Gianni Solla, writer

I know Gianni Solla since years, as an avid reader of his blog. He is my fellow citizen who, unlike me, reconciled himself with writing and the city by creating a wonder whole: a practice and a narrative, both excellent. His prose is a kind of label. Once we worked together on an art project, he was called to write tales for writers and we’d produced visual poetry, in the literary sense: words and lines to be hung around in the city, in real streets. I’ve never forgotten it, even if then the project never got fully implemented. Reading Solla’s work means drenching in a dreamlike delirium, in facts overpassing reality itself. Where ferocity and irony are so well gauged that you ask yourself about what has the genius been feed in order to do so. If there would not be a Solla in this world, you must have to invent him. And surely Solla has to be translated in English. It will become an International literary case. We hope his next new publishers will work for this. We at the moment do this in the following lines and in our poetry section.

Tell us about your life, if you like, by framing it in few dry and stabbing lines, yet romantic: exactly as you get your readers used to your prose.

I took time to know myself. I have been a stranger to me for long time. I do not hold continuous recalls but only discontinued fragments. In one of these I am running at Villa Comunale (the public garden between Riviera di Chiaia and Via Caracciolo, Naples), my father has a leather handbag and the moustache, I am six years old. In another fragment I play football in a square with a Super Santos (a plastic football) with my name written on it, in the next one my first girlfriend leaves me and I feel a very strong pain in my belly.

How and when did you become a writer? What is your view on literary agents and what has it meant for you to opt for a blog from the start (Hotel Messico) instead of just “paper” to create a public of followers?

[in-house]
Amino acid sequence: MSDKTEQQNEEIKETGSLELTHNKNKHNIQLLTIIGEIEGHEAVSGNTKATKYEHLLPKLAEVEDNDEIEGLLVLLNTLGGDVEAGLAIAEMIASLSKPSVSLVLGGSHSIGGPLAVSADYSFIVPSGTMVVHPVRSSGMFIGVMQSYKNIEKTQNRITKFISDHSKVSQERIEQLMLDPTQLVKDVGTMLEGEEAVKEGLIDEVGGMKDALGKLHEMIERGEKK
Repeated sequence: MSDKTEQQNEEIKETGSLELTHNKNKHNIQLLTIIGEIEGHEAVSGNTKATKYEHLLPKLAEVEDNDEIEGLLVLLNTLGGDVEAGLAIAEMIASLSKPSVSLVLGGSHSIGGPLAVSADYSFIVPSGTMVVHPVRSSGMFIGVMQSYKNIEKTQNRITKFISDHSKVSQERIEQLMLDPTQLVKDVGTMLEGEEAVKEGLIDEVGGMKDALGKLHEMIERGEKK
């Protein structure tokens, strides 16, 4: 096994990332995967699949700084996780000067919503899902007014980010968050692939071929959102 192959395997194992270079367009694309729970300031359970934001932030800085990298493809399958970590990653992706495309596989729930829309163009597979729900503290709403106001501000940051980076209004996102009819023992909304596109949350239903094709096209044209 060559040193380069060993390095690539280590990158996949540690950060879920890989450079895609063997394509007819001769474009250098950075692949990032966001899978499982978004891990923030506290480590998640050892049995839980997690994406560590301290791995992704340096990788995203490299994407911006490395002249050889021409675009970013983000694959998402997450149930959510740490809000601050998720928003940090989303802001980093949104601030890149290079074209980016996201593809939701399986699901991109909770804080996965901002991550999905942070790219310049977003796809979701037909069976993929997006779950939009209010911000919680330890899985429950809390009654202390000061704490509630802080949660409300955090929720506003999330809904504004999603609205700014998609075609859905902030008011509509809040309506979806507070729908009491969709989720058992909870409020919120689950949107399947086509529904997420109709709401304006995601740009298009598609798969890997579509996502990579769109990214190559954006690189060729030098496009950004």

I’ve had the urge to write since a teenager, but it was only chaos. I imagine it to always grow like this. I remember textbooks full of notes and the effort needed to achieve a tiny handwriting, contrary to the one leftover to me from third year elementary school. With time it became something physical which had to be dealt with like hunger, sleep, migraine. From the start it wasn’t a structured idea, all I was interested in was writing and my vanity wanted me to be read. I opened my blog, a self-managedspace, moved by hormones and fleeting states of mind. I was in an emergency atmosphere and anything would do, then I got attached to the idea. I always say it was my lab but also my butchery. The leap to publishing was painless, gradual, but I’ve never let go of writing on the web. I have an agent, his name is Corrado, and he’s much less expensive than a psychiatrist and knows much more about books than a psychiatrist. I call him and he listens to me. I repeat: I call him and he listens to me. He can read what is in my heart. I will never be able to pay him back. Generally everyone should have an agent, even those who don’t write, don’t sing and such things. I mean pump attendants, accountants, and deli owners.

The city you live in is probably the ideal arena for the hand-to-hand fight of writing/life? How’s it going?